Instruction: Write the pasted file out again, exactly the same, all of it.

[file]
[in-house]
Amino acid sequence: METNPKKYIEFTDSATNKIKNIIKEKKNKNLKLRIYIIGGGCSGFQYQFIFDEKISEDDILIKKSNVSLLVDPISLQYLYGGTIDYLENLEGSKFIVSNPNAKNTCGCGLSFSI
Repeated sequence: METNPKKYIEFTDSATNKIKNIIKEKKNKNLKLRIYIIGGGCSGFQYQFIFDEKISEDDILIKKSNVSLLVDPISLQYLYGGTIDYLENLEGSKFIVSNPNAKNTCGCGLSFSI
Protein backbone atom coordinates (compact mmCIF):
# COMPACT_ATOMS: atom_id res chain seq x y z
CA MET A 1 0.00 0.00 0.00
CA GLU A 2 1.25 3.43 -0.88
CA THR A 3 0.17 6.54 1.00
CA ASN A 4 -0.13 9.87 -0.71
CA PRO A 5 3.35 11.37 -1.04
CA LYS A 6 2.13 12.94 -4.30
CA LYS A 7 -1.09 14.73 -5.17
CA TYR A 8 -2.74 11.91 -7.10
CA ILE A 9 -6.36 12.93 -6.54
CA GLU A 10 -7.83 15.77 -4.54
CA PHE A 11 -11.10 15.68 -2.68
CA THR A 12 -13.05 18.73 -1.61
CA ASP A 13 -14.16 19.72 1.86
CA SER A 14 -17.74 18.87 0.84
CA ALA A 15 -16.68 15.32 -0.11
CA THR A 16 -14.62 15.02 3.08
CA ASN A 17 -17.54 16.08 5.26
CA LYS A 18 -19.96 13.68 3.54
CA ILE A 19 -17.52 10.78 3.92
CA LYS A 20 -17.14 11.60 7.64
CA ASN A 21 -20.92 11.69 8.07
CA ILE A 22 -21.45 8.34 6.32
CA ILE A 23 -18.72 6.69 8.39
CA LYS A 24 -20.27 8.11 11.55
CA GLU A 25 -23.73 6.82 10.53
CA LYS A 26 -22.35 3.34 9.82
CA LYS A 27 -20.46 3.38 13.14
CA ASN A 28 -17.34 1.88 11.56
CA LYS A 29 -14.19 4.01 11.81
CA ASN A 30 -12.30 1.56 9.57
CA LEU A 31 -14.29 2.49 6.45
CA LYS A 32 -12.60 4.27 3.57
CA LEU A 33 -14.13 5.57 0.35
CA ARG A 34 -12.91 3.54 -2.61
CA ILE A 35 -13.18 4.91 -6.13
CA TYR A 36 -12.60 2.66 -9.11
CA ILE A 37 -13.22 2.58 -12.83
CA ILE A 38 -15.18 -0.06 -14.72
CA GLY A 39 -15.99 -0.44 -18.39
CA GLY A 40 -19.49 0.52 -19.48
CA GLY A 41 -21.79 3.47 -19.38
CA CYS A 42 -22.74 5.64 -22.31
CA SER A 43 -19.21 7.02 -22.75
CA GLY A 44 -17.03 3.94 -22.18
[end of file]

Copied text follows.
[in-house]
Amino acid sequence: METNPKKYIEFTDSATNKIKNIIKEKKNKNLKLRIYIIGGGCSGFQYQFIFDEKISEDDILIKKSNVSLLVDPISLQYLYGGTIDYLENLEGSKFIVSNPNAKNTCGCGLSFSI
Repeated sequence: METNPKKYIEFTDSATNKIKNIIKEKKNKNLKLRIYIIGGGCSGFQYQFIFDEKISEDDILIKKSNVSLLVDPISLQYLYGGTIDYLENLEGSKFIVSNPNAKNTCGCGLSFSI
Protein backbone atom coordinates (compact mmCIF):
# COMPACT_ATOMS: atom_id res chain seq x y z
CA MET A 1 0.00 0.00 0.00
CA GLU A 2 1.25 3.43 -0.88
CA THR A 3 0.17 6.54 1.00
CA ASN A 4 -0.13 9.87 -0.71
CA PRO A 5 3.35 11.37 -1.04
CA LYS A 6 2.13 12.94 -4.30
CA LYS A 7 -1.09 14.73 -5.17
CA TYR A 8 -2.74 11.91 -7.10
CA ILE A 9 -6.36 12.93 -6.54
CA GLU A 10 -7.83 15.77 -4.54
CA PHE A 11 -11.10 15.68 -2.68
CA THR A 12 -13.05 18.73 -1.61
CA ASP A 13 -14.16 19.72 1.86
CA SER A 14 -17.74 18.87 0.84
CA ALA A 15 -16.68 15.32 -0.11
CA THR A 16 -14.62 15.02 3.08
CA ASN A 17 -17.54 16.08 5.26
CA LYS A 18 -19.96 13.68 3.54
CA ILE A 19 -17.52 10.78 3.92
CA LYS A 20 -17.14 11.60 7.64
CA ASN A 21 -20.92 11.69 8.07
CA ILE A 22 -21.45 8.34 6.32
CA ILE A 23 -18.72 6.69 8.39
CA LYS A 24 -20.27 8.11 11.55
CA GLU A 25 -23.73 6.82 10.53
CA LYS A 26 -22.35 3.34 9.82
CA LYS A 27 -20.46 3.38 13.14
CA ASN A 28 -17.34 1.88 11.56
CA LYS A 29 -14.19 4.01 11.81
CA ASN A 30 -12.30 1.56 9.57
CA LEU A 31 -14.29 2.49 6.45
CA LYS A 32 -12.60 4.27 3.57
CA LEU A 33 -14.13 5.57 0.35
CA ARG A 34 -12.91 3.54 -2.61
CA ILE A 35 -13.18 4.91 -6.13
CA TYR A 36 -12.60 2.66 -9.11
CA ILE A 37 -13.22 2.58 -12.83
CA ILE A 38 -15.18 -0.06 -14.72
CA GLY A 39 -15.99 -0.44 -18.39
CA GLY A 40 -19.49 0.52 -19.48
CA GLY A 41 -21.79 3.47 -19.38
CA CYS A 42 -22.74 5.64 -22.31
CA SER A 43 -19.21 7.02 -22.75
CA GLY A 44 -17.03 3.94 -22.18